A proposal to remake the park was approved in 2004, and it’s bound to be an improvement. At least this time trees are part of the plan. Most of the underground mall and station won’t be touched, but the rest of the above-ground structures face (at last) the wrecking ball. Hopeful though this may sound, the newly-approved proposal for the eastern edge of the Halles is monumentally ugly and badly thought-out.

Though the canopy is transparent, and presumably will protect Parisians from the rain (and snow, if we ever have any again), it will permanently deprive us of the one thing that makes a pleasure of sitting in a sidewalk café or park in this city: direct sunlight. It's a beautiful thing, when it happens. But the canopy will leave us mercilessly exposed to another of Paris' elemental trademarks, the frigid winds of autumn, winter, spring, and (this year, at least) summer. The canopy promises to be a kind of roach motel for pigeons: they’ll fly in, but will they fly out? Sure, the sight lines will be excellent for targeting suspected hoodlums, a consideration similar to that which led to Baron Haussmann's sweeping redesign of Paris under Napoléon III, but law-enforcement in this neighborhood already has a well-documented reputation for harassment and excessive force. The fact that they dress like Imperial Storm Troopers out of Star Wars doesn't help matters.

Moreover, on a purely aesthetic level, did I mention that it’s ugly? Set aside its shape, like the tent of a traveling circus too poor to afford poles. Because, as if there weren’t enough people pissing all over the neighborhood (and there are, there are), the damn thing is piss-yellow. Which of course will make us all look so healthy. I mean, did the glass factory run out of blue?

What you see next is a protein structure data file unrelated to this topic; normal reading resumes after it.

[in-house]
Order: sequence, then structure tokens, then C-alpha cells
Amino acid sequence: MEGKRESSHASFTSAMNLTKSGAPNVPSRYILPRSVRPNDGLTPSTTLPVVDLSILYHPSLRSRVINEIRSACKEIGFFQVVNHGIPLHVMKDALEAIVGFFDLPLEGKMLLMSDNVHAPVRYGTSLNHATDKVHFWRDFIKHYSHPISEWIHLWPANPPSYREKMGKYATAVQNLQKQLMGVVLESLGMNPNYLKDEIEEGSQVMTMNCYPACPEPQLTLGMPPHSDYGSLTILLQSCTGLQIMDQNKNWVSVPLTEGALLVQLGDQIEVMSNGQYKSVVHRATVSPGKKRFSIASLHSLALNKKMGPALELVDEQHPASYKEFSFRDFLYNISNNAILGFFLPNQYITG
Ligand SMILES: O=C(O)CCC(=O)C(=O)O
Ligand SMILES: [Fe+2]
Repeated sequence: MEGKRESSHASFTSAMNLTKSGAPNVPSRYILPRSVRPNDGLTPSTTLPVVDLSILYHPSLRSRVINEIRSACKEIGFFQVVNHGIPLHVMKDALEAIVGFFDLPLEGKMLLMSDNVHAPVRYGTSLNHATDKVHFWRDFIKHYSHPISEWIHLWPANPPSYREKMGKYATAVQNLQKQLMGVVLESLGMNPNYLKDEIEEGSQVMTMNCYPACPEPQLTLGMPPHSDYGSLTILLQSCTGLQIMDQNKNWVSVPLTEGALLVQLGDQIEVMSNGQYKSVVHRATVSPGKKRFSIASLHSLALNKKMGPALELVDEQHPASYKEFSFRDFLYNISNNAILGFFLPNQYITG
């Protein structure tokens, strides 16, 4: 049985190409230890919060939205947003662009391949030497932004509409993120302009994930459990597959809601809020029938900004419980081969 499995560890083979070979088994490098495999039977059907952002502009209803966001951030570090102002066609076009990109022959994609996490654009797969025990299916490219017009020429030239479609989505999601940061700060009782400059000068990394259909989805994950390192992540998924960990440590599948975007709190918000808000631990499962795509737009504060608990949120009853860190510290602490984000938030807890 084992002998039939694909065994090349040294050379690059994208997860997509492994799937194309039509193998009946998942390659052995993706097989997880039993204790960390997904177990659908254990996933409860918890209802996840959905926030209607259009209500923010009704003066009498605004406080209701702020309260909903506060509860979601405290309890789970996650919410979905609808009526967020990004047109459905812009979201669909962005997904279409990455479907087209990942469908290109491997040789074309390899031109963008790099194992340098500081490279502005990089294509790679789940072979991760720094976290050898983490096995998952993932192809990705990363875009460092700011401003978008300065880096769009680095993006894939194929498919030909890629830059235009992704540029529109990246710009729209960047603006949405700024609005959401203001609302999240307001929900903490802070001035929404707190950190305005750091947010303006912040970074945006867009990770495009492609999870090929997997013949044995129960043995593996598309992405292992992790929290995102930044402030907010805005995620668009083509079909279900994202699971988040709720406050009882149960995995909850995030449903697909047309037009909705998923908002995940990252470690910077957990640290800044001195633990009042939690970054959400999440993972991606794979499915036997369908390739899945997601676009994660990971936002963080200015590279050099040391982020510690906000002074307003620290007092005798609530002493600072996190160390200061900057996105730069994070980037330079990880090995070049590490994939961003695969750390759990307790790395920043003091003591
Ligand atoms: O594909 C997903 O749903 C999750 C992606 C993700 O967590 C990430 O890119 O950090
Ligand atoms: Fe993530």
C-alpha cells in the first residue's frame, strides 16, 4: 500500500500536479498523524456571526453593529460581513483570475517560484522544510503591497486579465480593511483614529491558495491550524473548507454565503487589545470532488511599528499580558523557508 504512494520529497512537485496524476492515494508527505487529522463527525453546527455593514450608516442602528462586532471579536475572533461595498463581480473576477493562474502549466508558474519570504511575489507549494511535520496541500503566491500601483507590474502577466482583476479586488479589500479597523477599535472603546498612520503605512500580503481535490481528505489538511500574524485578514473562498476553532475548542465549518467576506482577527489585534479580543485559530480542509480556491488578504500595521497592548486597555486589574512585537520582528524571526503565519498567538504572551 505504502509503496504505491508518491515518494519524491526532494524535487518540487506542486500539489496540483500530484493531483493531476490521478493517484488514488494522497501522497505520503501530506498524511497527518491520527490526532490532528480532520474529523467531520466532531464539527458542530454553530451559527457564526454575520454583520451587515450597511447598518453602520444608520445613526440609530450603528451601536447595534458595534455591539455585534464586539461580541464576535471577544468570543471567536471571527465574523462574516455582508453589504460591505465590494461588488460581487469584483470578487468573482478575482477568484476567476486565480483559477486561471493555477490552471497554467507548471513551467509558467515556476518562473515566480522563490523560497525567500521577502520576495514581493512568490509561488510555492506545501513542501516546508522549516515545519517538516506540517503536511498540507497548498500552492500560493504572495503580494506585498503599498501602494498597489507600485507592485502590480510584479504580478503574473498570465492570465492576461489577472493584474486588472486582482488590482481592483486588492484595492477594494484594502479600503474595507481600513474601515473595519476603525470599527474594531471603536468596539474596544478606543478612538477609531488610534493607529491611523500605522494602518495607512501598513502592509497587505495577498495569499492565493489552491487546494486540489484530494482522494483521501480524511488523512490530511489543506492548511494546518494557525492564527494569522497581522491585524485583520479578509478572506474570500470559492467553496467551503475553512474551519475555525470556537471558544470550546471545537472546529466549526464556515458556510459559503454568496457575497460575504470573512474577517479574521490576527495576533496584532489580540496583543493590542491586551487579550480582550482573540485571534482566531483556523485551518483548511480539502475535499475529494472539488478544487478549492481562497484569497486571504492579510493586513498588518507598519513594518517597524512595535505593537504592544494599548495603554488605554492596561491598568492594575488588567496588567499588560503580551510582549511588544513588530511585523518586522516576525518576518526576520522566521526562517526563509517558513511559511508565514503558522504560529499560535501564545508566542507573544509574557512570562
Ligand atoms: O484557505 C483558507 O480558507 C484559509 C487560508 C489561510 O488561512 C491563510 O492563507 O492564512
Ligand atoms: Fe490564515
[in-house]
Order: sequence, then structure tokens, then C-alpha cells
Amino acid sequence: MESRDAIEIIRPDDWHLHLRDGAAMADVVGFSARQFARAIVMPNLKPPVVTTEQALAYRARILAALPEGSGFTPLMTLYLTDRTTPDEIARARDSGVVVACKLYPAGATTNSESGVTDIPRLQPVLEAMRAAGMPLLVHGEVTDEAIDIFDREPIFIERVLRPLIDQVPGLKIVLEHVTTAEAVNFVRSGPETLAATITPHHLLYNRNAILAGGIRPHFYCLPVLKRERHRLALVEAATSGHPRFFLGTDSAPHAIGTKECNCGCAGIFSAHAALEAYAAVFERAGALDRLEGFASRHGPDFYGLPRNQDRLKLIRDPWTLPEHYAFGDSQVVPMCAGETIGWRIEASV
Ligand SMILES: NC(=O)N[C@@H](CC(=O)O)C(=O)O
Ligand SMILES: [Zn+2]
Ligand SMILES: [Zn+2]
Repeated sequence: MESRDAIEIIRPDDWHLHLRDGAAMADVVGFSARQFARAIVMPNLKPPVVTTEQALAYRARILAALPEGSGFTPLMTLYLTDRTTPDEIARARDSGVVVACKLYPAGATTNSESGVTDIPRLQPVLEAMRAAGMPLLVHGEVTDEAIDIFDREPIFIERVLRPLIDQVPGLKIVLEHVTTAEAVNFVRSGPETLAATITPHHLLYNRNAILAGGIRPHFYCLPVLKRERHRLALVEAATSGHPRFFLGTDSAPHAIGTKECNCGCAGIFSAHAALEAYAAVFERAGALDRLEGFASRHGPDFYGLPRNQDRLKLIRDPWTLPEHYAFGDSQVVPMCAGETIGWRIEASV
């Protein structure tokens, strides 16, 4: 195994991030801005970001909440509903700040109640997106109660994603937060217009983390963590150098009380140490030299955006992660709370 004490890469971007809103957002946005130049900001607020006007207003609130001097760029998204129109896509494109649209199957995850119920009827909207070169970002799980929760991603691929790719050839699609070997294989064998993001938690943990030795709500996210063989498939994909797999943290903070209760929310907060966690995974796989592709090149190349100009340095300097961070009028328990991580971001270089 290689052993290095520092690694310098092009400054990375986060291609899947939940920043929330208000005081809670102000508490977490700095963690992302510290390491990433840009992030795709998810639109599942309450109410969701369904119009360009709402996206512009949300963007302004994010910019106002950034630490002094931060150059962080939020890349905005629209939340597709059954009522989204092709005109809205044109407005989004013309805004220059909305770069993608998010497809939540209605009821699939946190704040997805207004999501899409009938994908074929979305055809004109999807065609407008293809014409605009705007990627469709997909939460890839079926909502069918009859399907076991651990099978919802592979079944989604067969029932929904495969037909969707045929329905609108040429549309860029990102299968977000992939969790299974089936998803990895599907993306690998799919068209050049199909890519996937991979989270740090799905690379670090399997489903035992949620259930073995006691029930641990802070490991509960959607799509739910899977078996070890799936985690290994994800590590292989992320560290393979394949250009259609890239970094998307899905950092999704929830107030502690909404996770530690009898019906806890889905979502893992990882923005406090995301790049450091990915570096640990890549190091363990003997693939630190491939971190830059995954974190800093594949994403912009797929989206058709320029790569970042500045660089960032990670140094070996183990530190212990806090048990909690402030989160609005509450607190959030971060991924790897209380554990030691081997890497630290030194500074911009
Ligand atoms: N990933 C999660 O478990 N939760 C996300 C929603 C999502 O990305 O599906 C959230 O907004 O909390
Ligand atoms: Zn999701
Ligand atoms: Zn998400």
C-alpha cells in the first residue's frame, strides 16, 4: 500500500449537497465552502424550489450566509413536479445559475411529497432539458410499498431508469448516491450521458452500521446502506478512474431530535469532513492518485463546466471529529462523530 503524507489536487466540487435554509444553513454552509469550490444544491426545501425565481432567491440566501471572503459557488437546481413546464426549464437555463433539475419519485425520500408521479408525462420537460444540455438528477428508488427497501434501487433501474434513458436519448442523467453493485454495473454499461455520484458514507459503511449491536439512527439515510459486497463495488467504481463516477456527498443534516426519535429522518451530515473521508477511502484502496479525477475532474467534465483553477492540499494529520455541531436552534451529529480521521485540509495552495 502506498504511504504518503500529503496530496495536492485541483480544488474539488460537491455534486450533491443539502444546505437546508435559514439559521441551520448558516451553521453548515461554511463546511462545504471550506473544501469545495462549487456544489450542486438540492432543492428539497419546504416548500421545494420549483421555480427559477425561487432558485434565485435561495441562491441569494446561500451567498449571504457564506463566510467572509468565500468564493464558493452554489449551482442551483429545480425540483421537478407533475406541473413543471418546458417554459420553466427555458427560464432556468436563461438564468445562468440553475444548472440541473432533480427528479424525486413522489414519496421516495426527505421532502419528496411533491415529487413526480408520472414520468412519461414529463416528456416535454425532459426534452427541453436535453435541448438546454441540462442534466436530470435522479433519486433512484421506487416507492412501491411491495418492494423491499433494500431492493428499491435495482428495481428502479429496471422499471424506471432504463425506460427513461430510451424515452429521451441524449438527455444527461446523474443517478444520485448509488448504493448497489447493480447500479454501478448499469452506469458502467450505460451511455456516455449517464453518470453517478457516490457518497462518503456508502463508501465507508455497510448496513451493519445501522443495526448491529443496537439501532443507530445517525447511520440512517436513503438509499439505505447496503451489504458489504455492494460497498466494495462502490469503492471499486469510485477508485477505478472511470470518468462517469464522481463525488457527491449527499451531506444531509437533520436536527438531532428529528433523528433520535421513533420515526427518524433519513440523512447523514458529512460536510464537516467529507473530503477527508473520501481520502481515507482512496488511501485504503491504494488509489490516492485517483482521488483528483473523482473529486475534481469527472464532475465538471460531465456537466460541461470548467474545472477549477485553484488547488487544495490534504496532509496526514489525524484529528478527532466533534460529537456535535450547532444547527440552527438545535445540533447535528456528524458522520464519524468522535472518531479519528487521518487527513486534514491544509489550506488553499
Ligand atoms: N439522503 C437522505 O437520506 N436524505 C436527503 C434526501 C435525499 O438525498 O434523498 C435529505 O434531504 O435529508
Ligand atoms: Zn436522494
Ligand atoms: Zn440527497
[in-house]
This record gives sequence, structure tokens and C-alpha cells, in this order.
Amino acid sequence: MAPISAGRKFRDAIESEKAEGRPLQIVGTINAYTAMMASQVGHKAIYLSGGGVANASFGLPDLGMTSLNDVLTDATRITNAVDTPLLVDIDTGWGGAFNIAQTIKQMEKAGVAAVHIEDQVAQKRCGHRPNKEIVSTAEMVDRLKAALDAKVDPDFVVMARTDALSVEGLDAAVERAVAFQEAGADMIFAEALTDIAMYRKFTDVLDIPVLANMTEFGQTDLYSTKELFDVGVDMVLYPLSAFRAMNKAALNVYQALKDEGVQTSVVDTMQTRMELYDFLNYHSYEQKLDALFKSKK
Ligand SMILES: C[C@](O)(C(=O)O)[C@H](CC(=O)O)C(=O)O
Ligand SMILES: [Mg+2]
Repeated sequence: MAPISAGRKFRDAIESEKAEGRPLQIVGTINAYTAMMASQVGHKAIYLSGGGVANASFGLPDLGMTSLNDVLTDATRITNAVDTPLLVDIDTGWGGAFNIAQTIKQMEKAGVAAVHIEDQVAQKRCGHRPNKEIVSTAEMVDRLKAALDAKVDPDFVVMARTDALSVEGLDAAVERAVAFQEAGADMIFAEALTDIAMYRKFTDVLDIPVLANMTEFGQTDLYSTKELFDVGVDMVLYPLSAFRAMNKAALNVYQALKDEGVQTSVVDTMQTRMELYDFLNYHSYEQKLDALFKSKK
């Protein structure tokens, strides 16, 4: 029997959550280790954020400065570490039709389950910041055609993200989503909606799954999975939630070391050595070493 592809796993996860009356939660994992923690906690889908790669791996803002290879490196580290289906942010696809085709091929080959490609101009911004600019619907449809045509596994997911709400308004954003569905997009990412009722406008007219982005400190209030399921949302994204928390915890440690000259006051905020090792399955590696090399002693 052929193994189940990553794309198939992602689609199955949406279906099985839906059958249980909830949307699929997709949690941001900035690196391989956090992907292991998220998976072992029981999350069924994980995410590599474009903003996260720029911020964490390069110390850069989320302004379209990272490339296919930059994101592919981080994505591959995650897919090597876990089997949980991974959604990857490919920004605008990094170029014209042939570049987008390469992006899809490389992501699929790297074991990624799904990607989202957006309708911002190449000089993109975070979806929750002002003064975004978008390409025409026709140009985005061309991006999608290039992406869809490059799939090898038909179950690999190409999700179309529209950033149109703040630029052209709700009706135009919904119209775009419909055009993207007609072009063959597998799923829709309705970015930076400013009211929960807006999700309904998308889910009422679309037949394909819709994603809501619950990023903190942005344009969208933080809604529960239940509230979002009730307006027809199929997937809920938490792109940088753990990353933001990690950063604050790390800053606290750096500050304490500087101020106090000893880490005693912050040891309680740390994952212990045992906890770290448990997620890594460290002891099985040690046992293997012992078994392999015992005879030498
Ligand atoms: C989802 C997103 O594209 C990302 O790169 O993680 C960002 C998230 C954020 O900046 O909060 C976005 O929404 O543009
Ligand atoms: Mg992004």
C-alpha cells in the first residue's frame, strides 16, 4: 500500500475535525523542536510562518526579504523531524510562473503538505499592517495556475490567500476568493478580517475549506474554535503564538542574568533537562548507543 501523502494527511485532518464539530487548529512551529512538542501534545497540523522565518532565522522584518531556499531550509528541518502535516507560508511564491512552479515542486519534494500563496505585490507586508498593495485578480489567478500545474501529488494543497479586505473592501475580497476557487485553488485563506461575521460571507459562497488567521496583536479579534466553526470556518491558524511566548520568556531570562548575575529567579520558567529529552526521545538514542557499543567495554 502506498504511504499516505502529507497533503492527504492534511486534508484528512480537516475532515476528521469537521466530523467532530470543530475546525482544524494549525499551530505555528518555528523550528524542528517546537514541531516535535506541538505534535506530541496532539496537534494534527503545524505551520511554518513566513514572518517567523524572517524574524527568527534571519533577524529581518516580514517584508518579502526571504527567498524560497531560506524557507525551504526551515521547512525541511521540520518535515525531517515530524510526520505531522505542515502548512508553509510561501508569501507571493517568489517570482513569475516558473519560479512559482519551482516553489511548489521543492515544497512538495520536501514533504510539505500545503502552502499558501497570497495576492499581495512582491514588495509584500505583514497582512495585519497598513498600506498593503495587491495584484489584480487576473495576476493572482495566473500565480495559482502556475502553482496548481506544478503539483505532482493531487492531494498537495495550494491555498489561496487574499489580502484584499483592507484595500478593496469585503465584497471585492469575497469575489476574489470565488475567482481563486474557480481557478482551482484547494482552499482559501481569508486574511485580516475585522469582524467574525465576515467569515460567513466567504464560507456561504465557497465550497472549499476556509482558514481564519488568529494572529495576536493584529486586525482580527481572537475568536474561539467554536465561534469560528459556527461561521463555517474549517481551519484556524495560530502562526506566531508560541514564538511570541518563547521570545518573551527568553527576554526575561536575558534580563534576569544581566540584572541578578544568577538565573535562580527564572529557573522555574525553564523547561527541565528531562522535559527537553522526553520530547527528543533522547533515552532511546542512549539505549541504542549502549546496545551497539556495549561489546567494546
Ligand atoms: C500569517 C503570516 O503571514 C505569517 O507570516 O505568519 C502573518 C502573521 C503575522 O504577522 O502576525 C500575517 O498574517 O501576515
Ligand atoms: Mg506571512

It’s all so badly conceived that it makes you wonder what proposals got rejected. I made it my business to find out. Here are a few of the other candidates:

1. Architect: Noé Zéabond, Paris

Recalling the enormous quantities of waste formerly generated by the city’s central market, the new design calls for the dumping of several tons of garbage all over the neighborhood each day. And in a nod to the area's more recent past, a central alley will feature a gigantic trough, some 500 meters long, 200 meters wide, and 3 meters deep, into which Parisians can urinate.
The neighborhood is already full of garbage. The pissoir, however, has potential.